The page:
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Pymatuning Lake offering up wondrous walleyes

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Other fisheries

Wondering where else to go and what to fish for? Try Lake Arthur and its channel catfish.

Best known for its largemouth bass, muskies, hybrid striped bass and panfish, the 3,200-acre Lake Arthur in Moraine State Park in Butler County offers up a channel catfish bonanza, too.

Tim Wilson, a fisheries biologist in the Fish and Boat Commission's area 1 office in Linesville, and a crew surveyed the lake this spring. They handled 559 channel cats. No other species was so abundant.

“The average size there is just really, really big. There are just so many big catfish,” Wilson said.

Don't overlook the lake's bluegills, either. Biologists didn't see any real monsters in their survey — the biggest was an 8-incher — but they saw loads of them up to 7 inches among the 524 they handled.

Another water worth visiting, with one exception, is Shenango Dam in Mercer County.

The final report from a Shenango survey performed this spring is not finished. But its walleye fishery — supported by stocking — is performing pretty well, as are populations of channel cats and hybrid striped bass, Wilson said. This year's survey found a lot of big, white crappies and “a monster year class” of black crappies, too. Those latter fish were mostly between 7 and 9 inches but should add 2 inches per year, he added.

Just don't fish Shenango for muskies. The commission, which has stocked them there 25 years, is halting that practice because the fish have “done really lousy,” Wilson said.

The lake has lots of forage but hardly any weeds and little habitat, with the result being that musky fingerlings just aren't surviving, he said.

Saturday, June 14, 2014, 8:09 p.m.
 

Walleye anglers are notoriously tight-lipped.

Trying to find out whether they're catching fish and where and on what is like trying to pry state secrets from one of those diehard G-men from the old movies.

But it might be hard to keep quiet about the fisheries at a couple of regional lakes — one in particular.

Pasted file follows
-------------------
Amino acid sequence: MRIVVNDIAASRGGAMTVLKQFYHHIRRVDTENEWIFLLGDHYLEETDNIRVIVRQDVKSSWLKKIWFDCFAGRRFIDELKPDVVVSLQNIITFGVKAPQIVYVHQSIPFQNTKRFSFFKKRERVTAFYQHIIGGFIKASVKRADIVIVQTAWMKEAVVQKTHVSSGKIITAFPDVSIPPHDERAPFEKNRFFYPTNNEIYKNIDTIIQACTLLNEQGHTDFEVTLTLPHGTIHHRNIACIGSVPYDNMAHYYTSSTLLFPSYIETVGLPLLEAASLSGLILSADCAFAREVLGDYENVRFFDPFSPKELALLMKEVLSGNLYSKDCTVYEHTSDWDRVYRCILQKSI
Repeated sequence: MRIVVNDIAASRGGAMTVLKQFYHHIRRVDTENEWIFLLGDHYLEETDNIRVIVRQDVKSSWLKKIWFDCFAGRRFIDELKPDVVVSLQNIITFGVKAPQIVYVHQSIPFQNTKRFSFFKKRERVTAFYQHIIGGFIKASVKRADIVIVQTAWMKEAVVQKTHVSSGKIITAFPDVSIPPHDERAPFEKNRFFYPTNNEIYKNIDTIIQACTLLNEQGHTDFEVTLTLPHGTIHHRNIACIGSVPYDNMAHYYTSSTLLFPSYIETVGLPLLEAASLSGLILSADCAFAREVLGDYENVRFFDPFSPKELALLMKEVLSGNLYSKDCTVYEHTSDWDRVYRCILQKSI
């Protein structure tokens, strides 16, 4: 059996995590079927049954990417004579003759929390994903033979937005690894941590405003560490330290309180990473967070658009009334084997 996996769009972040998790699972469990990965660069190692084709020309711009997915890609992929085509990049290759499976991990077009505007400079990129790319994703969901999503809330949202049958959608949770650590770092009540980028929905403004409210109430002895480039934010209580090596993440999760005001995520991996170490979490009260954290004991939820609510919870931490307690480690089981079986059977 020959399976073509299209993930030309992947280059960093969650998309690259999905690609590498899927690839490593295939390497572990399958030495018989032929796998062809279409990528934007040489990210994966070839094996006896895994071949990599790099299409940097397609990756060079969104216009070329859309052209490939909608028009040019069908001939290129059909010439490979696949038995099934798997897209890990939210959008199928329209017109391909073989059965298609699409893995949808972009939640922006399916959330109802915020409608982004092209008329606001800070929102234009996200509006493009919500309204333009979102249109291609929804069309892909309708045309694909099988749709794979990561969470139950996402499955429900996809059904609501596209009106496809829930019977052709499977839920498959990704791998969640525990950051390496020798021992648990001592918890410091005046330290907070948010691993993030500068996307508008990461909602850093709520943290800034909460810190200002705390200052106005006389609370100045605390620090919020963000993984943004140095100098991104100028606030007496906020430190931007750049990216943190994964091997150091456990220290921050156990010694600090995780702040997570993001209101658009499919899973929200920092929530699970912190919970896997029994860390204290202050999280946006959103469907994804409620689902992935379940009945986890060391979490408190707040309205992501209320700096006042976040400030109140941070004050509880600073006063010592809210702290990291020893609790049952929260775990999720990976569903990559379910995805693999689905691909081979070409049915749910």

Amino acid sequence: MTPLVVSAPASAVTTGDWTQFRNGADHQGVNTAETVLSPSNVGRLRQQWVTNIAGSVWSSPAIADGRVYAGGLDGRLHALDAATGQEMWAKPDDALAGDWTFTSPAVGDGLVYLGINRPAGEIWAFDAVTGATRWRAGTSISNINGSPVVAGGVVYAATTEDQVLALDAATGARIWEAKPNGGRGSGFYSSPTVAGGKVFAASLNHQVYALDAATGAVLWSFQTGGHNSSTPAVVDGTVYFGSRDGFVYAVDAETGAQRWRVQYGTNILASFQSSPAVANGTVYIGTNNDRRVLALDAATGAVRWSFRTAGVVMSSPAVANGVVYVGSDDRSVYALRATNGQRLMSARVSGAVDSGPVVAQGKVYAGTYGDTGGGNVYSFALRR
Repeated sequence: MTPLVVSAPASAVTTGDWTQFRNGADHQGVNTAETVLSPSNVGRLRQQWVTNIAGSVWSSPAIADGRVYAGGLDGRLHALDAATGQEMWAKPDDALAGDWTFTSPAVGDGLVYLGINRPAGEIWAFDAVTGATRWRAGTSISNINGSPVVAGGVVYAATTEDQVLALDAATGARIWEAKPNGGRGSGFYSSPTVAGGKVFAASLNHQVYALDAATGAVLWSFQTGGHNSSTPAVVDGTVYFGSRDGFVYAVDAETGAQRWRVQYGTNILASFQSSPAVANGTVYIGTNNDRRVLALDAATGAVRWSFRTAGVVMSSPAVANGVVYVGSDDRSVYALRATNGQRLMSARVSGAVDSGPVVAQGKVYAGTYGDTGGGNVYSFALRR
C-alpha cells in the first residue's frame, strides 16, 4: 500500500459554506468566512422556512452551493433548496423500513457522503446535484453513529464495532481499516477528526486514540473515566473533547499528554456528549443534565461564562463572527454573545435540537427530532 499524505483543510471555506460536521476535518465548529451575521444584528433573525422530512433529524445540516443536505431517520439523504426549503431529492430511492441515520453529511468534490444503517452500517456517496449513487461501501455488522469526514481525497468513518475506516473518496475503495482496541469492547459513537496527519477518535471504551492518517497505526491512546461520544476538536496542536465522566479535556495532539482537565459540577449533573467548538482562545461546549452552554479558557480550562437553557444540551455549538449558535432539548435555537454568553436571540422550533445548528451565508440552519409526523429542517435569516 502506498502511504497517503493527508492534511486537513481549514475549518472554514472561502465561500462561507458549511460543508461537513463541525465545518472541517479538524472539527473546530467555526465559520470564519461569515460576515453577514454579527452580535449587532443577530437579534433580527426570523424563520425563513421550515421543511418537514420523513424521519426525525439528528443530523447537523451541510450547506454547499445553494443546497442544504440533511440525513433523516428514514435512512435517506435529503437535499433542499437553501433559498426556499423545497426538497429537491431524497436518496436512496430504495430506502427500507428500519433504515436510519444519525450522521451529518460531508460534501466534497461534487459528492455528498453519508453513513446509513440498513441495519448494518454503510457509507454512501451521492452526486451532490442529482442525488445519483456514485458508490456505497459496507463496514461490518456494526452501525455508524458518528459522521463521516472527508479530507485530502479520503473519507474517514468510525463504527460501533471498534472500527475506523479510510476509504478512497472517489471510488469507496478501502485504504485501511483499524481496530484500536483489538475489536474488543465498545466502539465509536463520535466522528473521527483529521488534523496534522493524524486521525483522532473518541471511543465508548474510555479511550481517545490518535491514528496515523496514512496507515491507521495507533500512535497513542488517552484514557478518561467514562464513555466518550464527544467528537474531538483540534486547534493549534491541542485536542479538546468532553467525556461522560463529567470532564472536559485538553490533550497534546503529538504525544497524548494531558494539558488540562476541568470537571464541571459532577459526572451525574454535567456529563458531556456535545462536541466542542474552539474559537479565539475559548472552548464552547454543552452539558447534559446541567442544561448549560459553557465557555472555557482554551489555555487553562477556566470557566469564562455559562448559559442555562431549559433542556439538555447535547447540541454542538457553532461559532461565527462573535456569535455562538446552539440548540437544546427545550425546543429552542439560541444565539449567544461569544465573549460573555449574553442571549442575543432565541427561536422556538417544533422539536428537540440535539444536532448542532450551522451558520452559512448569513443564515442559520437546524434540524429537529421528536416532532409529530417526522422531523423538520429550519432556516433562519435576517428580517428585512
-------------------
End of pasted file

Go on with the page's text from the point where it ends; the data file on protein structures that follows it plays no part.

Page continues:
Pymatuning Lake in Crawford County and Yough Dam on the Fayette-Somerset county border are looking good for walleyes.

Pymatuning especially seems like it's primed for a big year.

Biologists from the Pennsylvania Fish and Boat Commission's area 1 office in Linesville surveyed it earlier this spring. They quickly realized that the timing of their work coincided with the walleye spawn, which meant they expected to see fish, said Tim Wilson, a fisheries biologist in the area 1 office.

But things got almost ridiculous.

“I think we ended up with about 4,000 in our nets,” Wilson said. “There are just a ton of legal fish out there for people to catch.”

The catch was 4,585 walleyes, to be exact.

Better news yet was the size of the fish, Wilson said. They ranged from 9 to 28 inches. But 92 percent were bigger than the legal minimum of 15 inches, and about one-quarter were 17 inches. Eighteen-, 16-, 19-, 15-, 14-, 20-, and 21-inch fish were next most common sizes, in that order.

“Very large year classes that started as fingerlings stocked in 2009, 2010 and 2011 have reached legal length and now comprise the vast majority of the walleye population in Pymatuning Reservoir,” Wilson wrote in a report of the survey.

He attributed that to a change in how walleyes are stocked.

For years, the commission and the Ohio Department of Natural Resources — it shares management of the lake because it straddles the border — stocked walleyes as fry, meaning fish only about 1 inch long. That worked seemingly forever, Wilson said.

Then, for reasons no one has been able to identify, those fish quit surviving.

“Something changed. We don't know what it is or why, but what worked before didn't anymore,” Wilson said.

The agencies switched to stocking fingerling walleyes — fish up to about 3 inches long — at a rate of 40 per acre. That sparked the boom of the last few years, he said.

Things aren't that good at Yough Dam, but there are walleyes to be caught.

Where they're coming from is a question still to be answered.

At one time, commission biologists wanted to stop stocking the U.S. Army Corps of Engineers lake, believing that it could sustain a walleye fishery on its own. Some anglers disagreed and, with help from lawmakers, kept the stockings going.

Ever since, the stocked walleyes have been marked to differentiate them from wild fish.

This year, biologists from the commission's area 8 Somerset office surveyed the lake in an attempt to determine whether the walleyes to be found are coming from wild stocks or a hatchery.

No answers are available yet, commission biologist Mike Depew said. A complete evaluation of the survey has yet to be done and likely won't be for several months.

But preliminary findings indicate the lake is home to “pretty good numbers of walleyes,” he said.

“There were a lot of fish between 15 and 20 inches,” Depew said. “I'd say you could go out there and catch a 17-incher and think you were catching the same fish over and over and over because there were so many of them.”

Bob Frye is a staff writer for Trib Total Media. Reach him at bfrye@tribweb.com or via Twitter @bobfryeoutdoors.

 

 

 
 


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